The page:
Exercising

I absolutely love exercising. I’m not very good at it because I just don’t really feel a need to go out of my way to exercise. But I enjoy the feeling of my heart beating, my lungs expanding, and the blood rushing through my veins. It’s like the opposite of a tight hug- like being hugged from the inside out.

When I am not in a good mood, I exercise to get that feeling. It makes me forget about what is bothering me and just focus on trying to breathe. I exercise because it makes me feel alive.

Sometimes I feel so extracted from the world. Like my thoughts and mood have pulled me from being able to be around people. But when I exercise, I feel so alive. I just feel. I feel in a way that I don’t usually feel. Instead of all the sensory pressures on the outside, I can feel them on the inside. And for some reason, that makes it easier to go back to feeling pressure on the outside again.
Sensory Blog hop

 

It’s All About Timing

The past few weeks I have had a lot going on and it has been pretty stressful. But the added stress, has reaffirmed to me how important timing is when you have autism. Well, timing is always important, but it can be an especially important factor for someone with autism.

I talked about timing before in a guest post that I did a while back. In that post I emphasized how important timing is in preventing a meltdown. (You can read that post here if you’re interested.) With the stress of the previous week, and the accumulation of stress over the past few months, I have been reminded why timing is so important.

I’ve heard it said that we all have buckets and that when those buckets get too full, we overflow and the result is meltdowns or blow ups. For me, I can tell that my bucket is getting full when things become harder to deal with- when sounds that I can normally ignore feel like jackhammers in a closed room, or when a gentle touch feels like unbearable pressure. I don’t know how most people feel when they get stressed, but for me it’s like all of my senses are magnified and it becomes very hard to deal with sensory input.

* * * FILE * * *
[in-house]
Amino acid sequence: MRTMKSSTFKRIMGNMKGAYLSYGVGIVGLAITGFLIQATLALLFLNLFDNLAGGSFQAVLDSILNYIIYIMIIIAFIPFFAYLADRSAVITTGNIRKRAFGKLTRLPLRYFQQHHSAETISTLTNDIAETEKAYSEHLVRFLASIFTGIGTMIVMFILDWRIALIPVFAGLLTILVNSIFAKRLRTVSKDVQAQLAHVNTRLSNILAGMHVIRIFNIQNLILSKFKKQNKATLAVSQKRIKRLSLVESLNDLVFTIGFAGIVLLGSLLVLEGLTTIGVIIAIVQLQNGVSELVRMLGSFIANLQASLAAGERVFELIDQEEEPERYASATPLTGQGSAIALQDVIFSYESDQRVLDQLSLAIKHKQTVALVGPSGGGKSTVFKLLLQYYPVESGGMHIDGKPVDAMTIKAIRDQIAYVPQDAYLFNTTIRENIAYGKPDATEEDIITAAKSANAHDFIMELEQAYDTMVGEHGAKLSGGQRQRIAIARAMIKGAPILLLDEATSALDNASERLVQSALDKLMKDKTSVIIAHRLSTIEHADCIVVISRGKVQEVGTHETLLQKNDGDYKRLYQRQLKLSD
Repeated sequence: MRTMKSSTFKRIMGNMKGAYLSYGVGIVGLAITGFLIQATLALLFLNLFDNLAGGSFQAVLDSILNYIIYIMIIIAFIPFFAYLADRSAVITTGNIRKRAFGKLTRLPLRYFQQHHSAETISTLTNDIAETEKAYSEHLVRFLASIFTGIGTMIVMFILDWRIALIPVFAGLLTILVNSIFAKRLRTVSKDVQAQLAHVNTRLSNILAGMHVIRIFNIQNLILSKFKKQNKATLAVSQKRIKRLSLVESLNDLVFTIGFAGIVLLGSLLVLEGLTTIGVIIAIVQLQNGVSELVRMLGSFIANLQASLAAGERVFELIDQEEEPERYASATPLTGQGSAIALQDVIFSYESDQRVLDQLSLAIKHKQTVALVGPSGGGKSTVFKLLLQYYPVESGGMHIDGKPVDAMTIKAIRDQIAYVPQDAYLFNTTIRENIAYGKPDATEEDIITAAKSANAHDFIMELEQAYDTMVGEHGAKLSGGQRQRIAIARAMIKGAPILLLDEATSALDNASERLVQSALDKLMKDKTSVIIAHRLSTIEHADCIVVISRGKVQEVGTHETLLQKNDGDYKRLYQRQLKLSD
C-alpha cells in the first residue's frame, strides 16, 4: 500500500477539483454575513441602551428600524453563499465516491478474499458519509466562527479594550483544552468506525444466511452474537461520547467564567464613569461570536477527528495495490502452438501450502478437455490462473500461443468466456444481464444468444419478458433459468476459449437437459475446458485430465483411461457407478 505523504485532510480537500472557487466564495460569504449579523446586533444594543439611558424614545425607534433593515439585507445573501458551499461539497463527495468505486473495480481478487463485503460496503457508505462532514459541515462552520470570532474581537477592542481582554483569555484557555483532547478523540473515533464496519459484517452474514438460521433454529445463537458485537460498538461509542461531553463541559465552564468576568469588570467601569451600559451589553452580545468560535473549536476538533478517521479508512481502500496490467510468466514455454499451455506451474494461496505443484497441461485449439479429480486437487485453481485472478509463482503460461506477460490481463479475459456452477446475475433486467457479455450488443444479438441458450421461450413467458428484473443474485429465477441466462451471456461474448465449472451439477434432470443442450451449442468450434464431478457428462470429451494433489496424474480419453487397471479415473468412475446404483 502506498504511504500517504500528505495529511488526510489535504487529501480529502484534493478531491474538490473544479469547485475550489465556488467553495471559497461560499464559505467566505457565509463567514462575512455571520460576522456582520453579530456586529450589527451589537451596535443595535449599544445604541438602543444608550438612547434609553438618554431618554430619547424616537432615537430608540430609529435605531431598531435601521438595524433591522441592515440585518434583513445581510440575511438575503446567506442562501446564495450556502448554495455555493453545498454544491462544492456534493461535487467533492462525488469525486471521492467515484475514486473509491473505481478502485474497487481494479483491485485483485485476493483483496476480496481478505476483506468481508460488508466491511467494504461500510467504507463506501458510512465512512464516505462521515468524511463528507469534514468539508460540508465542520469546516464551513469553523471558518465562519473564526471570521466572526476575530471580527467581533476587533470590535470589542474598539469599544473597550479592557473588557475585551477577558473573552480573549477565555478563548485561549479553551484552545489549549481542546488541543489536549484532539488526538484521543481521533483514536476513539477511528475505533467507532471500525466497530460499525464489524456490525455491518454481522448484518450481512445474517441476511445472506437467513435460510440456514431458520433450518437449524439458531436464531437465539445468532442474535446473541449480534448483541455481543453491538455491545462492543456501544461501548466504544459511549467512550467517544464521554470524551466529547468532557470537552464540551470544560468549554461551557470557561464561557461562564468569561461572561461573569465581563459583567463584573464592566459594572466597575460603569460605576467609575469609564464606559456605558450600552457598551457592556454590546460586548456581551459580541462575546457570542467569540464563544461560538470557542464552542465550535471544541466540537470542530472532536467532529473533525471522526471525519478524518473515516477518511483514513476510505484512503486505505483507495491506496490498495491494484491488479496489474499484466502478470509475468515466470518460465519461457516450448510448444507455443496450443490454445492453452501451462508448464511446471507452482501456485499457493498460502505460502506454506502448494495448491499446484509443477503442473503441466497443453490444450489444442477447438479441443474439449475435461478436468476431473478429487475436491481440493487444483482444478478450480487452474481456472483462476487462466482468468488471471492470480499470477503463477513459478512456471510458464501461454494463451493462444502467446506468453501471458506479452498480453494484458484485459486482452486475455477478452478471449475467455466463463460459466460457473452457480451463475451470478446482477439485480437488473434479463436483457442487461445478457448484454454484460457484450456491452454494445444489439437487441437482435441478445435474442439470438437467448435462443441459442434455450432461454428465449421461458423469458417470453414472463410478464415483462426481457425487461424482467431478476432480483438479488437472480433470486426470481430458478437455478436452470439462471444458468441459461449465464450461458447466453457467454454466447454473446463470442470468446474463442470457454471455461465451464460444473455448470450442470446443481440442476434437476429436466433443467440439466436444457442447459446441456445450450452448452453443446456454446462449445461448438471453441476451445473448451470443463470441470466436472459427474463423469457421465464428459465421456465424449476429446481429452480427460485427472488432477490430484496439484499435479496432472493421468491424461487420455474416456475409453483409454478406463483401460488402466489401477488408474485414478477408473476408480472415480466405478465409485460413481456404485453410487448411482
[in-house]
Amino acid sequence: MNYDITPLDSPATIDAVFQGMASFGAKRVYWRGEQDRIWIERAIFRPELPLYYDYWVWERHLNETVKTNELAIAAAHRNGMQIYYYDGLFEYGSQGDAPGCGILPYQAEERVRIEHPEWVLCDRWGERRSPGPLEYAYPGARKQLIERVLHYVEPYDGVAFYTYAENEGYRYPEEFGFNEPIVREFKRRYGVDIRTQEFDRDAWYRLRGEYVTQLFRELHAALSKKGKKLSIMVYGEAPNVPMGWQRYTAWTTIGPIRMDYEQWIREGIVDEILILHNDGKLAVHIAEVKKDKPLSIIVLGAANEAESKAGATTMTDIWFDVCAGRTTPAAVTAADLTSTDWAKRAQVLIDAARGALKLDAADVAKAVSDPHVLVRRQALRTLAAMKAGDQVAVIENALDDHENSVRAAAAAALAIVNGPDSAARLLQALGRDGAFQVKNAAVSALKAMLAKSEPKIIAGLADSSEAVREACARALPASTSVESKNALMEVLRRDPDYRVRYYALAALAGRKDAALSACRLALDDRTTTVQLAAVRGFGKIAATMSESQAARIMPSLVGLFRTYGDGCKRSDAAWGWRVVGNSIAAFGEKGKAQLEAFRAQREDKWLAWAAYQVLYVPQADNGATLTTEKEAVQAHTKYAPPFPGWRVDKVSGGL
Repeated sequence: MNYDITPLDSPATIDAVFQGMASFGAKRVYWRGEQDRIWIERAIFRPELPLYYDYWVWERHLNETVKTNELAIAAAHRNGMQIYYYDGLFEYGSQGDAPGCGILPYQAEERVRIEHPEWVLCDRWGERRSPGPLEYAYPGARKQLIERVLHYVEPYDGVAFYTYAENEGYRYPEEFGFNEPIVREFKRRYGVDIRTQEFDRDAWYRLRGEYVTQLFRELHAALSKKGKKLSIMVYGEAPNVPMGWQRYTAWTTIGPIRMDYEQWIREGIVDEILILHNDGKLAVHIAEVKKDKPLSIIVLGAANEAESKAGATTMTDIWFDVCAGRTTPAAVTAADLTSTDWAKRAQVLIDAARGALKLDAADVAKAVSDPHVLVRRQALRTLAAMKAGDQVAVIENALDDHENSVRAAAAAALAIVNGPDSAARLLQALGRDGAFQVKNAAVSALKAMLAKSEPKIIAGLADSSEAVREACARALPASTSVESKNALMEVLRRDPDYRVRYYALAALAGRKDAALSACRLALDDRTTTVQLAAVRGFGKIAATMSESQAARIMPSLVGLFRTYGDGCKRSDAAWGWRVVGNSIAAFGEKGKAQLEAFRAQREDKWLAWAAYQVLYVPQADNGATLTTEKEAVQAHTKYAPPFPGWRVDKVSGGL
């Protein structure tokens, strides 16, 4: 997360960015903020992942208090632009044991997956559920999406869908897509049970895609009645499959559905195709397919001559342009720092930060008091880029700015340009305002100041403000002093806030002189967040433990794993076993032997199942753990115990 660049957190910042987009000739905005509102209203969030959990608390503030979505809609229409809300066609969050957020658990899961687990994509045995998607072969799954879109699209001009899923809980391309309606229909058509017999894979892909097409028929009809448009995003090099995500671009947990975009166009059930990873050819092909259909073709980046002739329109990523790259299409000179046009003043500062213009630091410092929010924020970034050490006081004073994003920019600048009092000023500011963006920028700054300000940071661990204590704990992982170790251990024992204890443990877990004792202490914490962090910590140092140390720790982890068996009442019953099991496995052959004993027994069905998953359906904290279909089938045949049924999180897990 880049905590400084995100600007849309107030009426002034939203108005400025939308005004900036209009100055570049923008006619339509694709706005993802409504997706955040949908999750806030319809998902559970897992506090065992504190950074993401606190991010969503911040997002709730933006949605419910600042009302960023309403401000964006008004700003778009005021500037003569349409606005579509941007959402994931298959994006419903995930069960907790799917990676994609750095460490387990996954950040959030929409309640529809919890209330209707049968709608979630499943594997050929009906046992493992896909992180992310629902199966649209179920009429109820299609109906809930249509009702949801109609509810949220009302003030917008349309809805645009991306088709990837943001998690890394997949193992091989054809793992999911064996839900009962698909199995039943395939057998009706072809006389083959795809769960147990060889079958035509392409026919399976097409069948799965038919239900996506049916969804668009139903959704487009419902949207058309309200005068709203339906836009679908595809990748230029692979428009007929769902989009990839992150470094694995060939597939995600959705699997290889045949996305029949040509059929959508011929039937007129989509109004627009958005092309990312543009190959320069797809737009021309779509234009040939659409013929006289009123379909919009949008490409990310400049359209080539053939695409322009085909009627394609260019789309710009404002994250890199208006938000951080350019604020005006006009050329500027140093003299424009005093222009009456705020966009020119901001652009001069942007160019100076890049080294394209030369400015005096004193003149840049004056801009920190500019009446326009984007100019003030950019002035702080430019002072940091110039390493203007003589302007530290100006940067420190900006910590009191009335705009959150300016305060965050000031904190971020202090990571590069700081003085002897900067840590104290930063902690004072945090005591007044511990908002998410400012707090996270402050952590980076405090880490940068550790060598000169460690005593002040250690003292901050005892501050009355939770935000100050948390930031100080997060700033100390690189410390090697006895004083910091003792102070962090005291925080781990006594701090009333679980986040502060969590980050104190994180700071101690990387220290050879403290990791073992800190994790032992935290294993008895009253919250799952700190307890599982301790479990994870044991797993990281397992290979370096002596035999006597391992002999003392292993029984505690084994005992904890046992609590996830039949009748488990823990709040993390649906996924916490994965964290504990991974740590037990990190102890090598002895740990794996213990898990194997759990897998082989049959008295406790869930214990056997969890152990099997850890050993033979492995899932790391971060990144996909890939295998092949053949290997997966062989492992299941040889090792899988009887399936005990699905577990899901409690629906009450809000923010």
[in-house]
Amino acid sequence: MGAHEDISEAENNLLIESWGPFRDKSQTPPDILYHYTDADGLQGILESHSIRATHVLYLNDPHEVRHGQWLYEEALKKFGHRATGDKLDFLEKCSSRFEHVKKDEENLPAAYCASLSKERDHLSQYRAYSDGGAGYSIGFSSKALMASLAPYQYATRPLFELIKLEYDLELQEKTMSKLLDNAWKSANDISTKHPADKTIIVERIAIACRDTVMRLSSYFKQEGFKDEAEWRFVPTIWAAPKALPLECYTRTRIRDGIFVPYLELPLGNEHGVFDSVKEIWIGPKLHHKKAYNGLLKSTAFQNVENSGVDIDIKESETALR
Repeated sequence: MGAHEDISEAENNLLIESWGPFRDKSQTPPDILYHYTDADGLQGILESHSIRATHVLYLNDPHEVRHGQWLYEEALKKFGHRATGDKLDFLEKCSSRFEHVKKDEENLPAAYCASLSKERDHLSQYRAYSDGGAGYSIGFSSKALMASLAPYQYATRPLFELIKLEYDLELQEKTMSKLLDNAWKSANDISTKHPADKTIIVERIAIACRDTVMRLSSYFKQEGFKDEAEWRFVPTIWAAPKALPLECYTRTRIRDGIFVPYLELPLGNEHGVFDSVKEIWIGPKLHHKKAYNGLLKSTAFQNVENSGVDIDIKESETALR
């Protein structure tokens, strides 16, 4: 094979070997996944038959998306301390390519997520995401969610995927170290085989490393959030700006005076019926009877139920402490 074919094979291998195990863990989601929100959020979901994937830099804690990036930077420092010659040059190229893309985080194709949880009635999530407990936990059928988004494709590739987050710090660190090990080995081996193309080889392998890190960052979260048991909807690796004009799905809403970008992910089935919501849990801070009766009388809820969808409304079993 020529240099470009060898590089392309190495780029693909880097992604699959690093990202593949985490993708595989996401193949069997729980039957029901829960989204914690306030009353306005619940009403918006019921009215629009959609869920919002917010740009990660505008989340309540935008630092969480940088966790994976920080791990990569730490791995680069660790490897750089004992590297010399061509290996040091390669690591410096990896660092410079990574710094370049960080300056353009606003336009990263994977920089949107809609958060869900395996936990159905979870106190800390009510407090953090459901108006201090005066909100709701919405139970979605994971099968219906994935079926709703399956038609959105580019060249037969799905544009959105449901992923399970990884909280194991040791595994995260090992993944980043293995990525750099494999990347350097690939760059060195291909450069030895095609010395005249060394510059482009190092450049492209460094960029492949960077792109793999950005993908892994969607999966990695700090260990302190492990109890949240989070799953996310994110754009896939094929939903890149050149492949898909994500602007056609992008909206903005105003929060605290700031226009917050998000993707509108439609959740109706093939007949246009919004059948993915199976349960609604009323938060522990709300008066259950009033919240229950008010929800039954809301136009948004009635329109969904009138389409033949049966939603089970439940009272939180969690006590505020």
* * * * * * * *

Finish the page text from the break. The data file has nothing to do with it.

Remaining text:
However, by taking some time away from everything and refocusing myself, it becomes a lot easier to deal with the world again. It’s all about timing. If I don’t have time to regroup, even simple things can seem like impossible barriers. But if I have the time I need to relax and refocus, I can often handle the more difficult things.
Sensory Blog hop

Clothes

The most common question I get or perceive is “Why is clothing such a big deal for someone with autism?”

Well, the obvious answer is that clothing is sensory stimulating. You wear clothes pretty much all the time so they’re constantly touching you and rubbing against you and putting pressure on you. The thing is though that you’re used to it so you don’t generally notice it. It’s like wearing a wristwatch. The first time you wear one, it feels chunky and strange. But after a while, you get used to the watch being there and you don’t even realize you have it on.

However, when you have sensory sensitivities, getting used to that feeling is a lot harder. I’ve compared it before to running in jeans. If you have ever run long distances in jeans, you know the feeling of clothes rubbing against your skin. That feeling is similar to the feeling that people with sensory sensitivity get with most clothes. Even things like cotton can feel like wearing sandpaper sometimes.
And it’s not just clothes, although clothes issues are the most prevalent usually.

Because of that feeling, I usually choose my clothes based on how I feel that day. If I’ve had a hard day or week, I tend to wear softer clothes that feel less abrasive on my skin. But if I’ve had a pretty good day or week, I’m more open to wearing rougher clothes like 100% cotton or jeans. There’s certain types of material that I can’t wear when I’m not having a good day. They just feel too harsh and that extra thing to deal with will make the day just that much harder.

And I always gravitate toward soft things. They make me feel so much calmer. And when I have soft clothes to feel when something stressful happens, it can help prevent breakdowns or stressing out. Soft sweaters have given me a huge sense of security in difficult social situations over the years.

Clothes aren’t always a big deal but depending on what else is going on, they can be a huge factor in how life goes. Rough clothes can make difficult times even more difficult and harder to cope with. While soft clothes can sometimes make just enough difference to ease a difficult situation.

Sensory Blog hop

Feeling Full

With the upcoming holidays, this has been on my mind lately.

I have never been the type of person to overeat on Thanksgiving. I eat on Thanksgiving the same way that I eat every other day of the year. I eat until I’m just satisfied. I enjoy Thanksgiving and the food and everything, but I just can’t stand the feeling of being full.

I don’t like feeling like there’s food in my stomach. It is uncomfortable. On the other hand, I also hate feeling hungry… which means I pretty much have to eat all the time to make up for it.